Monday, April 30, 2007

A Meaningful Weekend

Last weekend both Janaya and I participated in an event called the 3O Hour Famine. I helped to organize/lead it and Janaya was one of 13 jr. highers who participated. Each student pledged to go 30 hours without eating, and got people to sponsor them by the hour. The event takes place in youth groups all over the country and it raises money to fight hunger through World Vision.

At one point during the 30 hours, Paul (our youth leader) and I set up 600 candles around the room. We lit them all, then turned off the lights. The kids sat in a circle of candles on the floor, and one-by-one, we began to blow them out. There were so many candles in the room, that 5 people were needed to extinguish them all--when a person ran out of breath, someone else would filled in. After about a 1/2 hour, only one candle was left.

Paul asked the students what they thought the visual represented. One kid guessed that it stood for the 600 people who die of hunger every year.

He was close.

But in fact, the candles represented the 600 children who died of hunger in the 30 minutes it took us to blow out all of the candles. Each light stood for a little boy or girl who had died in the last 1/2 hour because they had nothing to eat. It was a sobering realization.

The single candle that was still lit at the end was a symbol of how our efforts were worth it if they allowed even one child to live.

We also spent some time at Feed my Starving Children packaging food. I was so proud of everyone because even though it had been 26 hours since we had eaten, they all worked really hard. We had been to Feed My Starving Children before, and the volunteers commented that we weren't as alert and moved a lot slower this time. They challenged us to think about how hunger affects people who have to go to work everyday on an empty stomach.

We did some other fun activities to pass the time, like 4-square and Guitar Hero.

When the 30 hours were finally up, we ate a big meal together. We felt blessed in knowing that even though we had been hungry, we never doubted the fact that we would eventually eat again. So many people don't have that luxury, and we were truly thankful.

This whole event was especially meaningful to me because Aaron was so close to becoming another one of those candles that was blown out. I can't even allow myself to think of what would have happened if he would have went a little longer without nourishment. His referral picture is heart breaking, and to think that there are millions of children in the same situation is devastating.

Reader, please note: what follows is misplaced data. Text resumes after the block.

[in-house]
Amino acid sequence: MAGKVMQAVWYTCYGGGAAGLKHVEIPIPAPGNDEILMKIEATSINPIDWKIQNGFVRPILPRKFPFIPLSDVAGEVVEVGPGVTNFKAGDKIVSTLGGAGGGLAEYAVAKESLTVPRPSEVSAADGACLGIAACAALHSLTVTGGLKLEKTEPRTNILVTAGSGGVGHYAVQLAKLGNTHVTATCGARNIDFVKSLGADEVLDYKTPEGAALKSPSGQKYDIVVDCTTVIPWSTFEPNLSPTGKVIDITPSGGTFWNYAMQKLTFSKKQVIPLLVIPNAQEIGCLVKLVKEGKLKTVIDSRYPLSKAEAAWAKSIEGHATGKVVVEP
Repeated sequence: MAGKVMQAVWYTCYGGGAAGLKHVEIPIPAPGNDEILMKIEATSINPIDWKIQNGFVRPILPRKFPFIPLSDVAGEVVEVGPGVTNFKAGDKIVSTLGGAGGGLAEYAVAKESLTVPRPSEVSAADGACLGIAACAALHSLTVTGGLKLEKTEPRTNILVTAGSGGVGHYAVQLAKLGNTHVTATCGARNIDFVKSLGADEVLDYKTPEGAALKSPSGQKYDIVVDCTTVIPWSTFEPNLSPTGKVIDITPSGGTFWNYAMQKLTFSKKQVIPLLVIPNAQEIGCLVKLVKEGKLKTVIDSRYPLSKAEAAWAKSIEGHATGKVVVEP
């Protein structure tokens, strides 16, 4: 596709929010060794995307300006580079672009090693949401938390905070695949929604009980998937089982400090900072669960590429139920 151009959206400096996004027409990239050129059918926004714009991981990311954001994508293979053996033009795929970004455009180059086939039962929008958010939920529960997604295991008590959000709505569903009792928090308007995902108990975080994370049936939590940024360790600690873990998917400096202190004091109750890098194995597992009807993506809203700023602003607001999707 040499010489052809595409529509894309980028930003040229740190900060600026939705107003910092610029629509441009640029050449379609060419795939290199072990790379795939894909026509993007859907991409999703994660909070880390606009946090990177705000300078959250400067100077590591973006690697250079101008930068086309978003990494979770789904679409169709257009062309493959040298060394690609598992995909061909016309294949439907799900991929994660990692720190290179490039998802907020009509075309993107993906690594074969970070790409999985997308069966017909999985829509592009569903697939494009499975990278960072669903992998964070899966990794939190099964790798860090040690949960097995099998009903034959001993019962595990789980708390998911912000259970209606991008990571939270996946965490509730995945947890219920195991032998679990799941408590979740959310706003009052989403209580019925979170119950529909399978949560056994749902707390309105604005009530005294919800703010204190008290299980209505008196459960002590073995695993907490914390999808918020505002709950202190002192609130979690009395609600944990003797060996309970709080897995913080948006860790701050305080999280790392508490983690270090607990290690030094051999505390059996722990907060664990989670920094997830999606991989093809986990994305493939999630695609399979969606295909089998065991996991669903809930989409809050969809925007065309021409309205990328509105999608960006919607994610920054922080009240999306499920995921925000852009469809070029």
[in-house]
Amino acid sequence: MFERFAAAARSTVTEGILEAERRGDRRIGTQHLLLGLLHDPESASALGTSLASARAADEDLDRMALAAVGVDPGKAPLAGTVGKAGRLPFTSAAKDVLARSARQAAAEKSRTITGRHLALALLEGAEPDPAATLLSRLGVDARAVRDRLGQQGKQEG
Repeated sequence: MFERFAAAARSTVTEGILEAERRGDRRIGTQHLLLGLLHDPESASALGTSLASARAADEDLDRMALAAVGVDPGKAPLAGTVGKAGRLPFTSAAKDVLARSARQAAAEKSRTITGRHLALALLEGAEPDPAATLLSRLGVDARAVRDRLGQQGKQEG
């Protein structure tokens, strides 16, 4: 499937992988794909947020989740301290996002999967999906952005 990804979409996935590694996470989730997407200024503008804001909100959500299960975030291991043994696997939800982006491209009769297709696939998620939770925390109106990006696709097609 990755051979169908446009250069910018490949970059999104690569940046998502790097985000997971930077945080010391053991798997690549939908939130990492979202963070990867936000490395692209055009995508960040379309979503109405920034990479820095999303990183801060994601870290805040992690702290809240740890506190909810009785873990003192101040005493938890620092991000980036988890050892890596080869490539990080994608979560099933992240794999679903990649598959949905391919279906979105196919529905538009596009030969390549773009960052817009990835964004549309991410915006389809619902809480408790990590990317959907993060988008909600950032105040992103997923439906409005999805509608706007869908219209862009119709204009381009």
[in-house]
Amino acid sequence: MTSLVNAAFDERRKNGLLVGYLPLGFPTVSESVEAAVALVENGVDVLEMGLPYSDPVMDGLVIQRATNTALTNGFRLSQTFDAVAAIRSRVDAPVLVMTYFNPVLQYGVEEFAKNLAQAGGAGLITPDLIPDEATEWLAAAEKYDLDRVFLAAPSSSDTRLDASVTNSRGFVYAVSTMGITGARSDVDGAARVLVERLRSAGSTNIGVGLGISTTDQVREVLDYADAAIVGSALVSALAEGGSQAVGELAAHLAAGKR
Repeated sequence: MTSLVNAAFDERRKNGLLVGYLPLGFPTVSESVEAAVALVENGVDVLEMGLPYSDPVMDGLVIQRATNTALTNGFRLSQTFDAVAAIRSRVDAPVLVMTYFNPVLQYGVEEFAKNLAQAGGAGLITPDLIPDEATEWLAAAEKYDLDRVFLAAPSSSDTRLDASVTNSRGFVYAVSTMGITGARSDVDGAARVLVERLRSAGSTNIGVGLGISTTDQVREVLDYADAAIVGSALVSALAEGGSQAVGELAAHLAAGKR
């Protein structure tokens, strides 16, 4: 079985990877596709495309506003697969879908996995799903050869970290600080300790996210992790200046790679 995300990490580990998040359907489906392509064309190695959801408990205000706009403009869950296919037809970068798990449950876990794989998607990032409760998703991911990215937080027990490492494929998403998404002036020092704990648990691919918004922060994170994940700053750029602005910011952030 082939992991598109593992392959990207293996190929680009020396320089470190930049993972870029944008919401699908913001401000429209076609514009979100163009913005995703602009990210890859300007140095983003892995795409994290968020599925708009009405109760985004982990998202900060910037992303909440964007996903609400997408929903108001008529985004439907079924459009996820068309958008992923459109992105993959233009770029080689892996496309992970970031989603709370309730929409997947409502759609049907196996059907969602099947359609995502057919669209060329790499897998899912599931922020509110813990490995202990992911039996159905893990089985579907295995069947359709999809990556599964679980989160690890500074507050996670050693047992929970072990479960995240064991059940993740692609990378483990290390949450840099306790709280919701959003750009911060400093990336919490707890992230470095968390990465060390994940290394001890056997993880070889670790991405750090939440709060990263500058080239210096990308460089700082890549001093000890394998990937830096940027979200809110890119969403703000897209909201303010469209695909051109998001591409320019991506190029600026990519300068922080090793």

The weekend was another reminder that I need to be focusing my resources (time, money, prayers) on issues like poverty and hunger. In the words of Mother Theresa:

"When a poor person dies of hunger, it has not happened because God did not take care of him or her. It has happened because neither you nor I wanted to give that person what he or she needed"

Candle pic credit

Sunday, April 29, 2007


Kids don't look at Dandelions and see invasive, multiplying, good-for-nothing weeds.

They just delight in the pretty yellow flowers that decorate the front yard.

Saturday, April 21, 2007

Is anyone else offended?

I found this picture on a friend-of-a-friend's myspace page. The caption reads "I has a crayon".

The boy who is using it as his profile pic is white. He also has the quote "for a good time, call sheniequa (fa fo fo-na fa fo fo)" at the top of his page. Apparantly people think these sort of things are funny. His friends left comments under the picture that said things like "lol" (laugh out loud), or "lmao" "laughing my a** off".

I left a message saying how racist I think it is, and the boy responded with a a rant of profanities followed by the question "How is it racist?"

I responded with:

It's racist because it says "I has a crayon" instead of "I have a crayon". It's obviously mocking Afrian Americans and affirming the stereotype that they all speak ebonics.

He honestly doesn't understand. This kid truley believes that it's all just a joke and doesn't mean anything. He passionately denied having any sort of prejudice.

Sometimes I just get tired when I think about the magnitude of ignorance in the world. How can we change the views of so many people? Especially when they are in denial and refuse to acknowledge their own superiority complexes. It seems impossible. My little brother is about the same age as the boy in the picture...his could have been the smiling face being mocked by hundreds of people. It breaks my heart that this is the world he has to grow up in. He deserves so much more.

Am I reading into this too much? How would you respond to his question of "How is it racist?"?

Sunday, April 15, 2007

Happy Birthday Dad!

Yesterday was my dad's birthday. April 14 also happens to be the day that Lincoln was assasinated, the Titanic sunk, and some years it's even the day that taxes are due.

We celebrated with a barbeque.

Janaya and I made the fruit salad:

Peter and Jesse grilled:

And Baker's Square made the desert:

My dad is the best. He does so much for me and the entire family... he just gives and gives and gives.

He's the kind of dad who always lets me have the good side of the tennis court (where the sun doesn't shine in my eyes).

Lacy's card says it best:

Sunday, April 08, 2007

Happy Easter!

We woke up early to search for Easter eggs today, and by 8:00 a.m. Aaron was already showing signs of sugar overdose...

After church we had dinner at my aunt Debbie's house, then
we drove up North to have dessert with our Aunt/Uncle/Cousin's.

I'm really tired so I think I'll just post some pics....

Friday, April 06, 2007

New Look

Sara from
designed my new template for me :D

Thank you so much Sara!